“I want to end the conservatorship ma’am,” pop star Britney Spears told a judge at her latest conservatorship hearing Wednesday in Downtown Los Angeles. It’s the first time she’s broken her silence over the 13-year long court-mandated conservatorship and made it explicitly clear she wants out.
“I’ve lied and told the whole world ‘I’m okay. And I’m happy.’ It’s a lie. I thought I just maybe [have] said that enough. Because I’ve been in denial. I’ve been in shock. I am traumatized. You know, fake it till you make it. But now I’m telling you the truth. Okay? I’m not happy. I can’t sleep. I’m so angry. It’s insane. And I’m depressed. I cry every day,” she said.
In a 20 minute statement, she called the legal action abusive and stated she’s been trapped in oppressive conditions. She says she works at the beck and call of restraining figures, including her father Jamie Spears.
“The control he had over someone as powerful as me — he loved the control to hurt his own daughter 100,000%. He loved it,” Spears told Judge Brenda Penny during her testimony.
Spears’ conservatorship is one of the most famous in recent history. It followed a fateful year in the star’s life — one painted by an all-too-public mental breakdown, divorce and custody battle that dominated headlines.
Her conservatorship status did not, however, preclude Spears from actively working. In the years since, the celebrity has recorded and released new music, as well as gone on tour and performed.
And it was that ability to perform and record music that sounded the alarms throughout the legion of Britney Spears fans around the world. In the last decade, organizations like Free Britney have formed with all advocating for one simple thing: ending the conservatorship of Britney Jean Spears and setting her free.
KCRW talked with fans of the global popstar about this moment in pop history: the moment Britney spoke up.
“It's emotional, more than anything, to hear her speak her truth. That's what we've been fighting for,” says Leanne Simmons. She’s an organizer with Free Britney L.A., and she’s been advocating for Spear’s release for nearly two years. On Wednesday, she joined fans at Grand Park in Downtown LA to rally in support of Spears.
“The public needs to know what she's been through. And we've been like a broken record as a movement, trying to explain it. But we weren't taken seriously. And Britney behind the scenes was also being silenced.”
Throughout the testimony, Simmons says that as validating it was to hear supporters were right about Spears’ mistreatment, it didn’t feel good.
“I was waiting for a single bombshell. And then it was 20 plus minutes of her asserting herself and being the strong woman we knew and loved and the woman she still is,” Simmons says. “Rumors of these things have been circulating in the fan base for many years. We knew this is what was happening and it's infuriating. It angers me, it upsets me. And what do you do when you're angry? You got to fight for change, because if you don't change it you're going to continue to live in this situation.”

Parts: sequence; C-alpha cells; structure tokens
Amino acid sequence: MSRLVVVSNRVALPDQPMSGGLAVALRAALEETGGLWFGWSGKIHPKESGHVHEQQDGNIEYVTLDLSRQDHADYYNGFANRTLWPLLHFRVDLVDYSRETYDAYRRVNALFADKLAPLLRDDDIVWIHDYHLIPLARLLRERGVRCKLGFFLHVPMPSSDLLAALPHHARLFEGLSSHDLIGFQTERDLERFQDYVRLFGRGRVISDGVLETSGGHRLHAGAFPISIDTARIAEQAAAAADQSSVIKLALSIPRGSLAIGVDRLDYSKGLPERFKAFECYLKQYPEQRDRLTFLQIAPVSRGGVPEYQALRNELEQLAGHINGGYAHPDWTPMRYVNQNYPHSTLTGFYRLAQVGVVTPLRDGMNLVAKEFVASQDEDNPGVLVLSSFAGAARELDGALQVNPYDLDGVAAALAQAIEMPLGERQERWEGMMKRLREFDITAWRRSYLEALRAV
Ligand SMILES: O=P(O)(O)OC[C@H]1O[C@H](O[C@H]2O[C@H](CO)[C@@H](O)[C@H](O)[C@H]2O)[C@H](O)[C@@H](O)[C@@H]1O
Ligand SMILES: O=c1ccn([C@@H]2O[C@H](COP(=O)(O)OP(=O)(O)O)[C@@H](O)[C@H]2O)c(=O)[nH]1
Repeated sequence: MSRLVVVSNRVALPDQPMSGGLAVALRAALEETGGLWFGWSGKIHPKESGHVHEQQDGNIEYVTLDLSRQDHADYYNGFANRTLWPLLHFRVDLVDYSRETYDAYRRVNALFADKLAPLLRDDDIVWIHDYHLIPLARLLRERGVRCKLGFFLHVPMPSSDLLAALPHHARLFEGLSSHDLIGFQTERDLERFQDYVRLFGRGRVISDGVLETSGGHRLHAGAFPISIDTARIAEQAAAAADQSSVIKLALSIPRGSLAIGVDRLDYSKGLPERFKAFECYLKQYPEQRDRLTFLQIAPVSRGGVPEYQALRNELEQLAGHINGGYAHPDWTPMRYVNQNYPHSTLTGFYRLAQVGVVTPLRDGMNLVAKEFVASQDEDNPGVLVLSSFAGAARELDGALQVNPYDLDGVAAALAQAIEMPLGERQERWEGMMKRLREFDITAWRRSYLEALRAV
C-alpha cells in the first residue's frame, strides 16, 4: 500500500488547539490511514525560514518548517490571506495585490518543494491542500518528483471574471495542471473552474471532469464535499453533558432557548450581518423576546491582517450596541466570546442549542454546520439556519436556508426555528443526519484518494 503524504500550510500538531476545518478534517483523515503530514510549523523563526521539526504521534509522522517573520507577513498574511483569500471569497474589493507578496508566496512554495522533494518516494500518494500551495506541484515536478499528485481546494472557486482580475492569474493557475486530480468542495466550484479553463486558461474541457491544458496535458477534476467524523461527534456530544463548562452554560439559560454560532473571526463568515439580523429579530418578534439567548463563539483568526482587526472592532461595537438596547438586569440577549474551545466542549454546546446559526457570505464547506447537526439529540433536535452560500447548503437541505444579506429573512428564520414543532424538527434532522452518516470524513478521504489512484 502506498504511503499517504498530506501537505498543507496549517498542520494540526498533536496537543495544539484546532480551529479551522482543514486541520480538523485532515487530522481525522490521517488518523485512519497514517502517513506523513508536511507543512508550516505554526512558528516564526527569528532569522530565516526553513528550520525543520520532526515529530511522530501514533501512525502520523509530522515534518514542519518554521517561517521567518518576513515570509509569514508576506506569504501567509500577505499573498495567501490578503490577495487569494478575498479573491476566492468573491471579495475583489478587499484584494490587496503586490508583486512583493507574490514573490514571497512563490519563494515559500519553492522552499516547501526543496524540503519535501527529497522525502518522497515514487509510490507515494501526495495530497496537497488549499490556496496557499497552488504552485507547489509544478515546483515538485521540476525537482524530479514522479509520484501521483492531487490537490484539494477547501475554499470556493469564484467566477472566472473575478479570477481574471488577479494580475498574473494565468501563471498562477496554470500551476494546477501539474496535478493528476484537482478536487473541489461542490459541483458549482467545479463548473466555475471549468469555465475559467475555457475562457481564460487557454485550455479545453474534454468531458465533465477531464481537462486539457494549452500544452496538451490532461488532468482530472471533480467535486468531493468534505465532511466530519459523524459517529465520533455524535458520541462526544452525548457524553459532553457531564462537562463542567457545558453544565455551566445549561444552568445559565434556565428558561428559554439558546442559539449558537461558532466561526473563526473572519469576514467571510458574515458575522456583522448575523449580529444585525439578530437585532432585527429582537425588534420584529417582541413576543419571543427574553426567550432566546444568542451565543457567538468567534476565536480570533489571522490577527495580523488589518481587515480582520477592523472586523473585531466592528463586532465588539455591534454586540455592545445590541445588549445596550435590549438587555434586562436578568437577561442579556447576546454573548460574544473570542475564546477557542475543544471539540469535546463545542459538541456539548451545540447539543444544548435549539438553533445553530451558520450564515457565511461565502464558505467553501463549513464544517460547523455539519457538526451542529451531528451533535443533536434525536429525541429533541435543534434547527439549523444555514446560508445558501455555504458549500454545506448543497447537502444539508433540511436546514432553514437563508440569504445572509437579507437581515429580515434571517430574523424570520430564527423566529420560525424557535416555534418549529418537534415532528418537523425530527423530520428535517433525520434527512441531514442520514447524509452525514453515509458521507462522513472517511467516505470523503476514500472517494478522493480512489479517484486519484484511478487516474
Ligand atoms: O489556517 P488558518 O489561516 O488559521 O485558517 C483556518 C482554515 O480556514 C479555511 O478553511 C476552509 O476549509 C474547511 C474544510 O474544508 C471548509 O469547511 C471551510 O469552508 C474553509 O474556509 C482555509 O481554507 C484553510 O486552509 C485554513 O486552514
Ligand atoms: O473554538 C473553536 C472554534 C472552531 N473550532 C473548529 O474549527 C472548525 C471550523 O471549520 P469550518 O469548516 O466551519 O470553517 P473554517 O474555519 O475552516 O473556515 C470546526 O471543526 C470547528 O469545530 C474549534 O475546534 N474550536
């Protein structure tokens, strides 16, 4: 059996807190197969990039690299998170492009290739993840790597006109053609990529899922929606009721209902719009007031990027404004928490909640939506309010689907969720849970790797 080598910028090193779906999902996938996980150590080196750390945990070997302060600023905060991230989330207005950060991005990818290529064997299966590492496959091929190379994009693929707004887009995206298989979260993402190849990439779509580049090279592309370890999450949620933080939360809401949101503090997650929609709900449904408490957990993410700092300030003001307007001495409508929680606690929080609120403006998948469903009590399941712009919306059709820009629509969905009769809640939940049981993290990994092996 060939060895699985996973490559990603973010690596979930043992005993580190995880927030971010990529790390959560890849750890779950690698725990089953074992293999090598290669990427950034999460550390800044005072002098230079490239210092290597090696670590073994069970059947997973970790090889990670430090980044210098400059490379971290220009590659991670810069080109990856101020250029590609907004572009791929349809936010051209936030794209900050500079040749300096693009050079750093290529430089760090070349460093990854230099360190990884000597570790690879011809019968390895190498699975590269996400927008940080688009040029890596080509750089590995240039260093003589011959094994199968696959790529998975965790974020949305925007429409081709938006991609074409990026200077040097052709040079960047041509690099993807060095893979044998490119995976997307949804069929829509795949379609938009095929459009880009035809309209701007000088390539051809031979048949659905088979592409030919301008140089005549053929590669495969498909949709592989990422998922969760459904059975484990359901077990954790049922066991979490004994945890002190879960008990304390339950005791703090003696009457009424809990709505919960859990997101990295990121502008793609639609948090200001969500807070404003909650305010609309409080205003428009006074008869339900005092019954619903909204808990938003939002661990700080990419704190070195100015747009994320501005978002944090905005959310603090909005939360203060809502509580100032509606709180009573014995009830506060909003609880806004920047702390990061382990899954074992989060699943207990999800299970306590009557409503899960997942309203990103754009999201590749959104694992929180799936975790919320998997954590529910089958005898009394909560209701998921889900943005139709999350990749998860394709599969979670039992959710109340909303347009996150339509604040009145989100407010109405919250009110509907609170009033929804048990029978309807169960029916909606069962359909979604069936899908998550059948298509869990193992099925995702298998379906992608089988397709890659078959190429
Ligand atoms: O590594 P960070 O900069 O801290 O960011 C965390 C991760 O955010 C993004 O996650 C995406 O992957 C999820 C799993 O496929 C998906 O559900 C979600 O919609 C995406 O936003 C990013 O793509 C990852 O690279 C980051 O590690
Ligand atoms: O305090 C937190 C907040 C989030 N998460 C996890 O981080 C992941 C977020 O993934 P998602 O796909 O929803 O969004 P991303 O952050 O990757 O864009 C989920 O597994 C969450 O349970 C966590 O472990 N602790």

She adds, “I want Brittany to get her vindication. Once I latch on to something, I'm in this until she's a free woman.”
Even though long-time Spears fan Anthony Broccoli couldn’t attend Wednesday’s #FreeBritney rally in Downtown LA in person, he was following every livestream of the hearing he could. He says it was refreshing to see that at the center of her testimony, it wasn't Britney Spears the performer, but Britney Spears the woman.
“I just really want people to know that there's a human being behind the name Britney Spears, and that person is suffering and having a hard time right now,” Broccoli tells KCRW. “And that person has been beaten down and battered and stripped of her human rights.”
Like Simmons, he wasn’t surprised by the revelations that came to light. However, he was shocked to hear the pop star was forced to use an IUD.
“We all knew that she was on some form of birth control, but it's just so wrong to tell a human being what to do with their body. And how they can have a relationship with their partner. It's disgusting,” Broccoli says. “It was a big holy shit moment. And once she said that it was the nail in the coffin that we got to do right by this girl moving forward. We have to do the right thing for her. She's amazing.”
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Moving forward, Free Britney LA's Kevin Wu says Spears’ case has become a lightning rod for future advocacy work focusing specifically on conservatorship abuse. He notes that the scale of unilateral control under the court mandated arrangements are an example of a corrupt legal system in California.
“Free Brittany is a human rights issue. It's a civil rights issue. And for that reason alone, everyone should be interested in this because anyone can be affected by conservatorship abuse. I think this flew under the radar for too long,” Wu says. “Conservatorship abuse affects mostly elderly and disabled people. And then even when it's affecting a female pop star [it] was also very easily dismissed by arch swaths of society. So, I hope people realize that this is a serious issue that should be taken seriously.”